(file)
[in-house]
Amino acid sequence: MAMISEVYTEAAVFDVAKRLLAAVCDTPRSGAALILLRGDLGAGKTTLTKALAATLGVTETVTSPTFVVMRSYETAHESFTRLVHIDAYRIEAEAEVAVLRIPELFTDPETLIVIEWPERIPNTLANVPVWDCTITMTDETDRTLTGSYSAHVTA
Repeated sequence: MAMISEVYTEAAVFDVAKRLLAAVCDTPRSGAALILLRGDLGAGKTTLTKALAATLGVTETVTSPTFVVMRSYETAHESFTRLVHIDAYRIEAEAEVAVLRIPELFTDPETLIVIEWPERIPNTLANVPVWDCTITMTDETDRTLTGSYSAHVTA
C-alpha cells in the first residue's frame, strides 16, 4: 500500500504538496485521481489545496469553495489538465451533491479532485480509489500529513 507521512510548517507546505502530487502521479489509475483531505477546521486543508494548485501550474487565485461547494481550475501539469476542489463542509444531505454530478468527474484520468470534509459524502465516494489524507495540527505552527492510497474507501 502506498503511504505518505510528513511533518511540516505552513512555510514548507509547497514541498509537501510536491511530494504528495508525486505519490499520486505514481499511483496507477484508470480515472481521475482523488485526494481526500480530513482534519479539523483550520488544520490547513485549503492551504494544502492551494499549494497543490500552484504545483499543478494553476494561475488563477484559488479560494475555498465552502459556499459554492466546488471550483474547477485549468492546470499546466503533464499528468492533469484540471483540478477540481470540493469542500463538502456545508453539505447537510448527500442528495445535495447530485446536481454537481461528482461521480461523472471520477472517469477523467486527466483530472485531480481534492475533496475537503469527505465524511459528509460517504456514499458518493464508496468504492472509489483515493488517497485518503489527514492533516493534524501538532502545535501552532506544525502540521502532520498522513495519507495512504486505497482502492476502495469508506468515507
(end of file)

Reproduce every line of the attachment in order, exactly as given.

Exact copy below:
[in-house]
Amino acid sequence: MAMISEVYTEAAVFDVAKRLLAAVCDTPRSGAALILLRGDLGAGKTTLTKALAATLGVTETVTSPTFVVMRSYETAHESFTRLVHIDAYRIEAEAEVAVLRIPELFTDPETLIVIEWPERIPNTLANVPVWDCTITMTDETDRTLTGSYSAHVTA
Repeated sequence: MAMISEVYTEAAVFDVAKRLLAAVCDTPRSGAALILLRGDLGAGKTTLTKALAATLGVTETVTSPTFVVMRSYETAHESFTRLVHIDAYRIEAEAEVAVLRIPELFTDPETLIVIEWPERIPNTLANVPVWDCTITMTDETDRTLTGSYSAHVTA
C-alpha cells in the first residue's frame, strides 16, 4: 500500500504538496485521481489545496469553495489538465451533491479532485480509489500529513 507521512510548517507546505502530487502521479489509475483531505477546521486543508494548485501550474487565485461547494481550475501539469476542489463542509444531505454530478468527474484520468470534509459524502465516494489524507495540527505552527492510497474507501 502506498503511504505518505510528513511533518511540516505552513512555510514548507509547497514541498509537501510536491511530494504528495508525486505519490499520486505514481499511483496507477484508470480515472481521475482523488485526494481526500480530513482534519479539523483550520488544520490547513485549503492551504494544502492551494499549494497543490500552484504545483499543478494553476494561475488563477484559488479560494475555498465552502459556499459554492466546488471550483474547477485549468492546470499546466503533464499528468492533469484540471483540478477540481470540493469542500463538502456545508453539505447537510448527500442528495445535495447530485446536481454537481461528482461521480461523472471520477472517469477523467486527466483530472485531480481534492475533496475537503469527505465524511459528509460517504456514499458518493464508496468504492472509489483515493488517497485518503489527514492533516493534524501538532502545535501552532506544525502540521502532520498522513495519507495512504486505497482502492476502495469508506468515507